Purpose: A meta-analysis of randomized trials studying the effect of nonsteroidal anti-inflammatory drugs (NSAIDs) on blood pressure.
Data sources and study selection: Eight databases were searched, yielding 38 randomized, placebo-controlled trials and 12 randomized but not placebo-controlled trials (comparing two or more NSAIDs).
Data extraction: Pooled mean treatment effects were computed in each trial for blood pressure, weight, creatinine clearance, plasma renin activity, and daily urinary excretion of sodium and prostaglandins. Meta-analyses of these variables were done for all randomized, controlled trials; for all randomized, uncontrolled trials; and for several subgroups.
Data synthesis: When pooled, NSAIDs elevated supine mean blood pressure by 5.0 mm Hg (95% CI, 1.2 to 8.7 mm Hg) but had no effect on variables other than blood pressure. Nonsteroidal anti-inflammatory drugs antagonized the antihypertensive effect of beta-blockers (blood pressure elevation, 6.2 mm Hg; CI, 1.1 to 11.4 mm Hg) more than did vasodilators and diuretics. Among NSAIDs, piroxicam produced the most marked elevation in blood pressure (6.2 mm Hg; CI, 0.8 to 11.5 mm Hg), whereas sulindac and aspirin had the least hypertensive effect.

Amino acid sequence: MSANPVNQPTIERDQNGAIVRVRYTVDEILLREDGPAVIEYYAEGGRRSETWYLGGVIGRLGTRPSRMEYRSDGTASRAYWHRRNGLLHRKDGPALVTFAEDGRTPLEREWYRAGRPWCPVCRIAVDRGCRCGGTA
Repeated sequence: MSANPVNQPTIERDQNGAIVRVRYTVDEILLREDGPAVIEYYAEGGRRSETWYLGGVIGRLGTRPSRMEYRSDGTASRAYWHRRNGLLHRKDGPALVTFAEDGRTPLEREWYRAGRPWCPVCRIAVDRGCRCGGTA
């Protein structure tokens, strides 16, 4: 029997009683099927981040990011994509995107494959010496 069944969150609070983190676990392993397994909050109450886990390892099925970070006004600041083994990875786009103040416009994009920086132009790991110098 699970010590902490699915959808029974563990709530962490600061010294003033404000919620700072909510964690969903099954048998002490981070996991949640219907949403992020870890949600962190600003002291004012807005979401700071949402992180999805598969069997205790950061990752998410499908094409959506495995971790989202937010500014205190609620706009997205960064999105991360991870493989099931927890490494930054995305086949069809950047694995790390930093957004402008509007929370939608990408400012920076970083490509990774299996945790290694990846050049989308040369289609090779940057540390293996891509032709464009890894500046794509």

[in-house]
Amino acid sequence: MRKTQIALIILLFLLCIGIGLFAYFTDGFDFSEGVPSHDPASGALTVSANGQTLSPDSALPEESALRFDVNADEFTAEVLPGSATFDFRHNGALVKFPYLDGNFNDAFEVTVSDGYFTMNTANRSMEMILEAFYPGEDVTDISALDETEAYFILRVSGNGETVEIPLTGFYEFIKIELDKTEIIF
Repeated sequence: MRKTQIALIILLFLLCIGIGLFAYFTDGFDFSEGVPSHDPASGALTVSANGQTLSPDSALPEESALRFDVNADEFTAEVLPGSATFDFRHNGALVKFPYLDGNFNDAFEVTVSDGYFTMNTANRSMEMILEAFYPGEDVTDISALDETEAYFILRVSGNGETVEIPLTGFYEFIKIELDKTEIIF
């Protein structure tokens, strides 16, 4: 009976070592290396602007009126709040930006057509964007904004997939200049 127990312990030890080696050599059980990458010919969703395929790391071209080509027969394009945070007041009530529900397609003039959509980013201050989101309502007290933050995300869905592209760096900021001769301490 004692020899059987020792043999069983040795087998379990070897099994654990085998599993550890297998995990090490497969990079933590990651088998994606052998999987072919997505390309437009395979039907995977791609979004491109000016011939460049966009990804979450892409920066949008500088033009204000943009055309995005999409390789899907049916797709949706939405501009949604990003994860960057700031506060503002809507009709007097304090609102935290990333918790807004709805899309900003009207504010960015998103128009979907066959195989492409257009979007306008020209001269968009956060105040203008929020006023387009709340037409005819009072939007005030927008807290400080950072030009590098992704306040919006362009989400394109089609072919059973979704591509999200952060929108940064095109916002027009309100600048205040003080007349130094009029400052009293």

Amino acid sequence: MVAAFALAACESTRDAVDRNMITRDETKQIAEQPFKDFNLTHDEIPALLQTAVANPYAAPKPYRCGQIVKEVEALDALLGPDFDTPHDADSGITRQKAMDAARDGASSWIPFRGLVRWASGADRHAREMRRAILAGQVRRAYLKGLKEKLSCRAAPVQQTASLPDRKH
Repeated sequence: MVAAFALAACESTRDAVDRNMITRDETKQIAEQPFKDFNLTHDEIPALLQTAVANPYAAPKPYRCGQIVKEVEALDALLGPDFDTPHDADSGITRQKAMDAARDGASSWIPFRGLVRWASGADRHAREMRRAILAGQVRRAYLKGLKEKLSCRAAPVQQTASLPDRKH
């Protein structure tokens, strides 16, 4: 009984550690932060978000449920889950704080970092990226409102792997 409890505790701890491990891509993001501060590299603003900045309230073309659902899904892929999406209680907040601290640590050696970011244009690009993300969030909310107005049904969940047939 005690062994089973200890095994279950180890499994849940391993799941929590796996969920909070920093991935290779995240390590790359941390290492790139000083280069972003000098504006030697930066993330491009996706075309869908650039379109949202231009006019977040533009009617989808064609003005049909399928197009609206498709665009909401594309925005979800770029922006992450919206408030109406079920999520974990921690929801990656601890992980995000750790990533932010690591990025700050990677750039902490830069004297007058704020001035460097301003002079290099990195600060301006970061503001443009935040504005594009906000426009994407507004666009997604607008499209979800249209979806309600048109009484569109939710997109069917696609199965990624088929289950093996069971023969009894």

Conclusions: Nonsteroidal anti-inflammatory drugs may elevate blood pressure and antagonize the blood pressure-lowering effect of antihypertensive medication to an extent that may potentially increase hypertension-related morbidity. Although certain NSAIDs and antihypertensive agents could be more likely to produce these effects, the underlying mechanisms require further study.